POSTED: 01:30 a.m. HST, Jan 12, 2012
WASHINGTON » The Environmental Protection Agency for the first time is making available detailed information on sources of greenhouse gas emissions, from the Mount Sinai Hospital heating plant in Manhattan to the nation's largest coal-burning power plant in Georgia.
The agency unveiled a searchable computerized map on Wednesday that allows users to identify the nation's major stationary sources of carbon dioxide and other climate-changing gases, including power plants, refineries, chemical factories and paper mills. The agency said the data, which was drawn from 6,157 sources and is current through 2010, covered nearly 80 percent of the country's greenhouse gases from large industrial sources.
Major emitters are required under a 2008 law signed by President George W. Bush to provide detailed annual reports of their emissions of carbon dioxide and five other heat-trapping gases that contribute to global warming.
Gina McCarthy, head of the EPA's office of air and radiation, said she hoped that making the information widely available would eventually lead to pressure for emissions cuts.
"This tool is designed to be user-friendly, so that businesses, industry and nonprofits can get a better understanding of where greenhouse gases are being generated and to build enthusiasm for greenhouse gas reductions," she said in a conference call unveiling the new registry.
The administration is preparing regulations to limit carbon dioxide emissions from new power plants, but McCarthy would not say when they would be released. Efforts by the Obama administration and Democrats in Congress to pass legislation reducing greenhouse gas emissions failed in the Senate in 2010, and industries represented by the data released on Wednesday have spent heavily to oppose such laws.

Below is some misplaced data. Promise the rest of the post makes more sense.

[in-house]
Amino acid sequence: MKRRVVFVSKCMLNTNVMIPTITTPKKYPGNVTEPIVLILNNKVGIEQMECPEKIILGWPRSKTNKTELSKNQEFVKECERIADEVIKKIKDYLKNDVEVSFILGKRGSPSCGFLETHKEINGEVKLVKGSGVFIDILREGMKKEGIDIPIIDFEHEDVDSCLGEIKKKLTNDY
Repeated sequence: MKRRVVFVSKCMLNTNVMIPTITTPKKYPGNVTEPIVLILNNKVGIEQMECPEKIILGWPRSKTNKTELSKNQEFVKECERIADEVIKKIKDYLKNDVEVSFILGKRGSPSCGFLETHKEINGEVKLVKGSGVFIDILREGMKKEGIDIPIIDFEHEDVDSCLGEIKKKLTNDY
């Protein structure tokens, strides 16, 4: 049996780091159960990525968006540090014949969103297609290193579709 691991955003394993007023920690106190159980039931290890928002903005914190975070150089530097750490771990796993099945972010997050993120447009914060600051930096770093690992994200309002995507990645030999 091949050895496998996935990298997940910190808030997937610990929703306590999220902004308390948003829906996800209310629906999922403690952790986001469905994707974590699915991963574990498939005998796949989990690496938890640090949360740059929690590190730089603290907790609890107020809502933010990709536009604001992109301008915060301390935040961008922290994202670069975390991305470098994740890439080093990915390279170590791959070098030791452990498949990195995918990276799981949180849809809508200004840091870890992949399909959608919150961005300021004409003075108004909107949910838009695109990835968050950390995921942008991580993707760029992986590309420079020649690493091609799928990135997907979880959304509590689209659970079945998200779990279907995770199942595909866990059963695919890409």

The new registry does not cover direct emissions from agriculture, forestry or transportation, which are not required to report them in detail.
The data show that power plants are responsible for 72.3 percent of reported emissions and that the three largest single sources — two generating stations in Georgia and one in Alabama — are owned by the Southern Co., based in Atlanta.
The EPA does not directly provide the corporate ownership of all of the sources, although some is available on spreadsheets accompanying the map.
The Natural Resources Defense Council, however, has compiled emissions by utility, using the EPA figures.
The report also shows that Texas has by far the highest total emissions from power plants and refineries, with 294 million metric tons of carbon dioxide equivalent spewed into the atmosphere. The next highest total comes from Pennsylvania, with 129 million metric tons.
Although sleekly presented, the EPA's registry has its limitations. It is neatly organized by state and emissions source, but that does not reflect the nature of the electric system, which is responsible for the bulk of the emissions in the inventory but is not divided by state lines. The ranking makes the District of Columbia look like a fairly small emitter and Pennsylvania like a large one. But some of the coal burned in Pennsylvania flows through the regional power grid to feed Washington and other areas.
And the emissions inventory does not capture information about the efficiency of the source. New York University, for example, may rank as a big emitter in New York, but a year ago it opened a co-generation facility that makes electricity and uses the waste heat to heat and cool buildings, thus doing far more work per pound of carbon dioxide emitted than most other sources.
Still, David Doniger, the policy director for climate and clean air at the Natural Resources Defense Council, described the new database as a "very powerful small-d democratic tool."
"It means that every high school student or local reporter can see who the biggest carbon polluters are in his or her own backyard," he said. "Carbon pollution and climate change are very abstract when you're dealing with national or international data. This brings it home."